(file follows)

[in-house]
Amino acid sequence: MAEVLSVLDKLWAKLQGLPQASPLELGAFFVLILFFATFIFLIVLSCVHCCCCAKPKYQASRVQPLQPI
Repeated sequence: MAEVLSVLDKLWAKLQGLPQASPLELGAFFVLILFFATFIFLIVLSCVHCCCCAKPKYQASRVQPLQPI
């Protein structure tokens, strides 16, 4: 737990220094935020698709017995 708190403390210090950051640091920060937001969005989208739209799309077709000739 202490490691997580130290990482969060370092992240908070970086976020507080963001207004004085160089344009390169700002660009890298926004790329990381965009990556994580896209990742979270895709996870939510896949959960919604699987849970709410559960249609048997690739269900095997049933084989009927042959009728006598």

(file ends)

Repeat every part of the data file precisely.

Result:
[in-house]
Amino acid sequence: MAEVLSVLDKLWAKLQGLPQASPLELGAFFVLILFFATFIFLIVLSCVHCCCCAKPKYQASRVQPLQPI
Repeated sequence: MAEVLSVLDKLWAKLQGLPQASPLELGAFFVLILFFATFIFLIVLSCVHCCCCAKPKYQASRVQPLQPI
């Protein structure tokens, strides 16, 4: 737990220094935020698709017995 708190403390210090950051640091920060937001969005989208739209799309077709000739 202490490691997580130290990482969060370092992240908070970086976020507080963001207004004085160089344009390169700002660009890298926004790329990381965009990556994580896209990742979270895709996870939510896949959960919604699987849970709410559960249609048997690739269900095997049933084989009927042959009728006598």